Pauktuutit calls attention to the theft of Inuit designs


IQALUIT — The Inuit women’s association, Pauktuutit, held a press conference this week on Parliament Hill in Ottawa to draw attention to what they call the misappropriation of Inuit traditional items such as the inuksuk, kayak, iglu and amauti.

Pauktuutit’s president, Veronica Dewar, and Shelia Watt-Cloutier of the Inuit Circumpolar Conference and the Inuit Tapirisat of Canada called on the federal government to protect collectively-owned Inuit intellectual property.

They want support to stop international fashion designers from stealing Inuit-inspired designs.

“Today, we have no protection, legally, anywhere,” Dewar said.

Pauktuutit recently attended a meeting of the World Intellectual Proprty Organization (WIPO) in Geneva on the need to protect indigenous cultural property around the world. At the WIPO meeting, Pauktuutit presented a proposal on the legal measures they believe would be required to protect the amauti.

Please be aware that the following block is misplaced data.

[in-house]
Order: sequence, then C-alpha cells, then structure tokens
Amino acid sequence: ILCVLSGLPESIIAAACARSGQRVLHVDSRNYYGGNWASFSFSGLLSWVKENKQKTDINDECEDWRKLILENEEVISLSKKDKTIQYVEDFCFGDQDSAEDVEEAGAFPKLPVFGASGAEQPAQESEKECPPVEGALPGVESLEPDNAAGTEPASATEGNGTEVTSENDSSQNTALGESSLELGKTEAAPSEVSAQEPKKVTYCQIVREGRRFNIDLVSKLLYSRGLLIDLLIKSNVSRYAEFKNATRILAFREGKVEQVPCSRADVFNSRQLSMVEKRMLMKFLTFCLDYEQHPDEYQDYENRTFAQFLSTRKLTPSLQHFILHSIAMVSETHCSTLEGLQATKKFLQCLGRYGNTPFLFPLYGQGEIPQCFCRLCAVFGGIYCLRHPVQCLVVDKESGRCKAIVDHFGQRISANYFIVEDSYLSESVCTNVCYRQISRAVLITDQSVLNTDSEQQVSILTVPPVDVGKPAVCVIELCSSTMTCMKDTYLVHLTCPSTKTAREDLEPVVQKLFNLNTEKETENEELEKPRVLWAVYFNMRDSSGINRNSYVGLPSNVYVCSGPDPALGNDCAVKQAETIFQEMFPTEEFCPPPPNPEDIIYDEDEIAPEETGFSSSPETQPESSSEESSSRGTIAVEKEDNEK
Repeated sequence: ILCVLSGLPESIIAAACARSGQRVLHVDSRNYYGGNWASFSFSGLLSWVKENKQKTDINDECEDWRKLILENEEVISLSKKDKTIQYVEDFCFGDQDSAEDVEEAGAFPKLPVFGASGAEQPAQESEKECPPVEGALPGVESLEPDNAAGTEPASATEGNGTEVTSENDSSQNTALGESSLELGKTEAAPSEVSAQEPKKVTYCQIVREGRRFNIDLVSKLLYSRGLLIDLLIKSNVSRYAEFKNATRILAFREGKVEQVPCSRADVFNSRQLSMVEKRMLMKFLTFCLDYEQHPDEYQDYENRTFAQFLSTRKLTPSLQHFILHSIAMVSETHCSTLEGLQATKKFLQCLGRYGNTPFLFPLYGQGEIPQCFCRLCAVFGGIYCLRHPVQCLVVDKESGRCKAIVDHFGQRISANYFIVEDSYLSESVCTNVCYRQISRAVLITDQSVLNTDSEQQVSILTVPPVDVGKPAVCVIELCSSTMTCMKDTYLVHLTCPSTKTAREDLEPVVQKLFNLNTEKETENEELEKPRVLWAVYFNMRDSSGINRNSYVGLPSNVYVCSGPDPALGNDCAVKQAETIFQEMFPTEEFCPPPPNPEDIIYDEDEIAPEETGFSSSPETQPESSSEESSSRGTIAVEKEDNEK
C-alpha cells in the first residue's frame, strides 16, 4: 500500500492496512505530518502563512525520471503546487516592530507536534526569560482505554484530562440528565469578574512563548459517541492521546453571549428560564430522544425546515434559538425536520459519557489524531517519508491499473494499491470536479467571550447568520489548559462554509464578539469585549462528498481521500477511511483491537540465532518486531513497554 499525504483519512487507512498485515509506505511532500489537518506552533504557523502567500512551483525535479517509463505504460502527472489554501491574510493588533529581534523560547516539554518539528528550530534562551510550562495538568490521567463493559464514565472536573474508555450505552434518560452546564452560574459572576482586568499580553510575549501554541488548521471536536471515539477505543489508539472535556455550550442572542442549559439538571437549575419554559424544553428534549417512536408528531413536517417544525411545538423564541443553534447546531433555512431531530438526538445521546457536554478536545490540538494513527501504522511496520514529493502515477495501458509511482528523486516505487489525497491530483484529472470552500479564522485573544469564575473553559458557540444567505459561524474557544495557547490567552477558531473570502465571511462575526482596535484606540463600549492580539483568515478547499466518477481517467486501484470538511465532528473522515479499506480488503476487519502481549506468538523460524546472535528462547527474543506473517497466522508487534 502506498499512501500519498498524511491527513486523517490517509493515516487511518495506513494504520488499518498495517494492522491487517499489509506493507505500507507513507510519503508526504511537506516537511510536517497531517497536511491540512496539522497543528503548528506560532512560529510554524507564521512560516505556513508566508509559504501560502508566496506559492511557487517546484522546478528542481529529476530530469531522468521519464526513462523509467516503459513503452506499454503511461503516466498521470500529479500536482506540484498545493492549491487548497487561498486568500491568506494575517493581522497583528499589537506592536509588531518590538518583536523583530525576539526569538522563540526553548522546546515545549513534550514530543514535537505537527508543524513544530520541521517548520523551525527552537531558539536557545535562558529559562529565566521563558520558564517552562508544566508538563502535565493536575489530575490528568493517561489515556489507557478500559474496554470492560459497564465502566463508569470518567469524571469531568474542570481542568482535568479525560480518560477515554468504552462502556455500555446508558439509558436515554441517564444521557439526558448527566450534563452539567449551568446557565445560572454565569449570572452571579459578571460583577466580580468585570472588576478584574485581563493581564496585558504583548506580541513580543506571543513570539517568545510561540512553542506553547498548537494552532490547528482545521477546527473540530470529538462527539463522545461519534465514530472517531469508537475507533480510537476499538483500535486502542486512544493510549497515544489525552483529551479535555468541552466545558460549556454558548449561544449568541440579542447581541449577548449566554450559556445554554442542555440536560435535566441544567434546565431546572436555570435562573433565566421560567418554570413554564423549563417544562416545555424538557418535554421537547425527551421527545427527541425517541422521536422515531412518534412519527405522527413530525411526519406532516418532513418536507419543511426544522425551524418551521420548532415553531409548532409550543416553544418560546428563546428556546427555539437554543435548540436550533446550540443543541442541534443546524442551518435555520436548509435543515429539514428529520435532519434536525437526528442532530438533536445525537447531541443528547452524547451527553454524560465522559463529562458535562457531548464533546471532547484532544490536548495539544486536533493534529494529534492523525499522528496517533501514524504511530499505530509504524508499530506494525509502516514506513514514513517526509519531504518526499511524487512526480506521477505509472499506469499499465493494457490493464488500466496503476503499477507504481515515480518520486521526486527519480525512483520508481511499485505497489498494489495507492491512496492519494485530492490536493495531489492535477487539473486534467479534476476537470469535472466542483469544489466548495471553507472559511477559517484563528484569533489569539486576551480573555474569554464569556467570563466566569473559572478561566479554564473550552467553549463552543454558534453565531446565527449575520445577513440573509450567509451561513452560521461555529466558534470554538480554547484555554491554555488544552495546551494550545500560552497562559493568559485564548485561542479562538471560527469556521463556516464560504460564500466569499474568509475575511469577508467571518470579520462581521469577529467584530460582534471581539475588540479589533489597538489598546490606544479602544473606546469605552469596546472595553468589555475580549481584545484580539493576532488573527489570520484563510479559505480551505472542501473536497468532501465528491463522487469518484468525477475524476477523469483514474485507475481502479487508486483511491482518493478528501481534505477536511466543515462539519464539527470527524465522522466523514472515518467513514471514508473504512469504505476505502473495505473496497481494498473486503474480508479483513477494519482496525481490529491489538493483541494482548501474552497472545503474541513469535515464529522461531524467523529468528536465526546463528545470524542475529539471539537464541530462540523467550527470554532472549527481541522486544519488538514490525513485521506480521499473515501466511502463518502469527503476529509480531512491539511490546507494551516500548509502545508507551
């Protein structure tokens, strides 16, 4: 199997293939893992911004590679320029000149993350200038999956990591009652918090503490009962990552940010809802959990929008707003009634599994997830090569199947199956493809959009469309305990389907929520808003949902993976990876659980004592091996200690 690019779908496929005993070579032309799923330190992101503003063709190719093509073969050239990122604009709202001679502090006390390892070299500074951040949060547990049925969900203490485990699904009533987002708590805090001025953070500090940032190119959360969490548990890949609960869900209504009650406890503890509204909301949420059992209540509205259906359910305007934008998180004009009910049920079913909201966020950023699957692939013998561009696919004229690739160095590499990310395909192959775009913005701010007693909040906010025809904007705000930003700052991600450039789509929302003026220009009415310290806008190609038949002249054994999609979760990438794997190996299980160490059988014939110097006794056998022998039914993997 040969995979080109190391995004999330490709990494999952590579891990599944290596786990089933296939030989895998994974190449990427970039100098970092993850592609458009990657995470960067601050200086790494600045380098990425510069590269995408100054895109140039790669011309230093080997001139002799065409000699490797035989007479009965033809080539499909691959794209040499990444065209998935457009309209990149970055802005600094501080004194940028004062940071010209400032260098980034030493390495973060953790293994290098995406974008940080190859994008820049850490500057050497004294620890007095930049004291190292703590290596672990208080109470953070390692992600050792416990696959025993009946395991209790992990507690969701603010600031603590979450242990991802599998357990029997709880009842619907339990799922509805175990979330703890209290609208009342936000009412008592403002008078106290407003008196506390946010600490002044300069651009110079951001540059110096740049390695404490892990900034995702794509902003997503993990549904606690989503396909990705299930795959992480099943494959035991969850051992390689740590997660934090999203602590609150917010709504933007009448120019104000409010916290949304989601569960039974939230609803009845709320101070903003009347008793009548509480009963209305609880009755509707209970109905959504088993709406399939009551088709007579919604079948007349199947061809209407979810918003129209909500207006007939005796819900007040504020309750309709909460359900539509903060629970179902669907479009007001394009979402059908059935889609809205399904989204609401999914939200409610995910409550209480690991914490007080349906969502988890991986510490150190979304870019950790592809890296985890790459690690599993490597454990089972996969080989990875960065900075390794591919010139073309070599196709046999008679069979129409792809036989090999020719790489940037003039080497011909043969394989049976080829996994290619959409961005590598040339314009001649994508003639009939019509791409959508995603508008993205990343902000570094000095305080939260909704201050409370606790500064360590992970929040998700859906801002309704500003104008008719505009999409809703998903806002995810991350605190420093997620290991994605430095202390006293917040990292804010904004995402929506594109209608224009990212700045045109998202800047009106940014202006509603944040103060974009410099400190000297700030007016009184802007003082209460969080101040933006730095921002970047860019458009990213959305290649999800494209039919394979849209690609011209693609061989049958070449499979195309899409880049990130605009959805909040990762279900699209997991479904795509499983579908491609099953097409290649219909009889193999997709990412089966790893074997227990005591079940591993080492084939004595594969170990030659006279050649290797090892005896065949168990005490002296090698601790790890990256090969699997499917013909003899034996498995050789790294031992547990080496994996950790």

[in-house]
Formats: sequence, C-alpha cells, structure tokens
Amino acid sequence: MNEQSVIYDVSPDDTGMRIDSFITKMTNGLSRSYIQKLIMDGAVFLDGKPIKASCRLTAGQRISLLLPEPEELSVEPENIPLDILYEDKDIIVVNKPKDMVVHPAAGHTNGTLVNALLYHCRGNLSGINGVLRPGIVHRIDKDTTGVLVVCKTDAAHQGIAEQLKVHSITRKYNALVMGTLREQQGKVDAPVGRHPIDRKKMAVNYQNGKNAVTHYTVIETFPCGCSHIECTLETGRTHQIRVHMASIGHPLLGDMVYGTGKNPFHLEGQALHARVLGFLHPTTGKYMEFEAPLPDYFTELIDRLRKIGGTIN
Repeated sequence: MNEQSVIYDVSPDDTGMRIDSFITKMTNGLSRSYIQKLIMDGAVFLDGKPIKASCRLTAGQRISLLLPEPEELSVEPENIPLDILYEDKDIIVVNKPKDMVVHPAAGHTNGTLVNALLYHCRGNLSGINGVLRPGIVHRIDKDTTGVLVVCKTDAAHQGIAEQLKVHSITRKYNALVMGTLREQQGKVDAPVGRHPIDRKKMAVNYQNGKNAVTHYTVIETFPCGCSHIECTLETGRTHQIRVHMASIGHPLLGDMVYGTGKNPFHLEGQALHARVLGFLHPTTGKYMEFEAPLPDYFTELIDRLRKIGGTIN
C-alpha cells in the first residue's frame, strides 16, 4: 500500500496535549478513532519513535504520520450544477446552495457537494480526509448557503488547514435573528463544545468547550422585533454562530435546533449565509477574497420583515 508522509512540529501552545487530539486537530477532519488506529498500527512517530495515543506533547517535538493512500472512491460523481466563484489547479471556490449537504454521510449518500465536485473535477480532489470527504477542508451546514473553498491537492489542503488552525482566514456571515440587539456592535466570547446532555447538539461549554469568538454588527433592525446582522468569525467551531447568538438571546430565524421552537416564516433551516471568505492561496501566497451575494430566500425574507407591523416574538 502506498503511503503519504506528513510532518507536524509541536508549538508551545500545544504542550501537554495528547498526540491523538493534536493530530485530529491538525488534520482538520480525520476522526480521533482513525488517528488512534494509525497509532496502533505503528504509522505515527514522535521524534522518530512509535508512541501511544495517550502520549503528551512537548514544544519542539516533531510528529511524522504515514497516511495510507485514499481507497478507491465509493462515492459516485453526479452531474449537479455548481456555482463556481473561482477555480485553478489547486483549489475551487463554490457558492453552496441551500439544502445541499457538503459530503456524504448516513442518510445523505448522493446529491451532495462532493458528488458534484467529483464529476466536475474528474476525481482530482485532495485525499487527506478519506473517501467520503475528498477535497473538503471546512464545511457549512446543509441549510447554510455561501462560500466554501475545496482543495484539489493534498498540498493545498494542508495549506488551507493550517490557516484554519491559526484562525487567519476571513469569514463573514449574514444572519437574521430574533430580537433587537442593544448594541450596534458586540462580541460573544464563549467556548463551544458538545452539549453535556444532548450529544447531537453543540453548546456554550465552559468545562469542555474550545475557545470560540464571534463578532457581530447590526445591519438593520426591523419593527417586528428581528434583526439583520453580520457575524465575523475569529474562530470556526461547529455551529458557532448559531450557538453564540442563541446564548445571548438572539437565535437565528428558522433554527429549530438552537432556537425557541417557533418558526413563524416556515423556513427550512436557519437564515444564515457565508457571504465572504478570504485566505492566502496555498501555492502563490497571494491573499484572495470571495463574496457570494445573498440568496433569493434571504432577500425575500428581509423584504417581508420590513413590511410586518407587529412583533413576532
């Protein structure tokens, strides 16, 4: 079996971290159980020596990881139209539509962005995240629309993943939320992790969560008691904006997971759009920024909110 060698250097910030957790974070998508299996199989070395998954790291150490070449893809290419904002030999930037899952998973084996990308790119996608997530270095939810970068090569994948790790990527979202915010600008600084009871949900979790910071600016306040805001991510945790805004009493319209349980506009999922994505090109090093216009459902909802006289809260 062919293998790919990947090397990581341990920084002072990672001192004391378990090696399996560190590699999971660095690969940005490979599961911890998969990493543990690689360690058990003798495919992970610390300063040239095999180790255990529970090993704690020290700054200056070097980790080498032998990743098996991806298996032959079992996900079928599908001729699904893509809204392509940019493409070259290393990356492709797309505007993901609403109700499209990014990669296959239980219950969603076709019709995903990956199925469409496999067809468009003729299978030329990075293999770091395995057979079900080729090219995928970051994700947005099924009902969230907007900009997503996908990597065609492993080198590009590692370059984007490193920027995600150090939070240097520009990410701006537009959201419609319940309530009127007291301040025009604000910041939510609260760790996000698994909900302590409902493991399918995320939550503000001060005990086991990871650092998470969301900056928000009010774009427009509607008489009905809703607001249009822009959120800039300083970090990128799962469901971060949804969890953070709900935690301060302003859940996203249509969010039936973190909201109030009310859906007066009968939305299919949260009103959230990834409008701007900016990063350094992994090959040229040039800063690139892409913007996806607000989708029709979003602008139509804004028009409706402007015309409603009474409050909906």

“I support wholeheartedly the call for legal protection to prevent the further exploitation of Inuit clothing designs,” said Senator Charlie Watt, in a prepared statement on Pauktuutit’s efforts to promote and protect traditional Inuit clothing designs.

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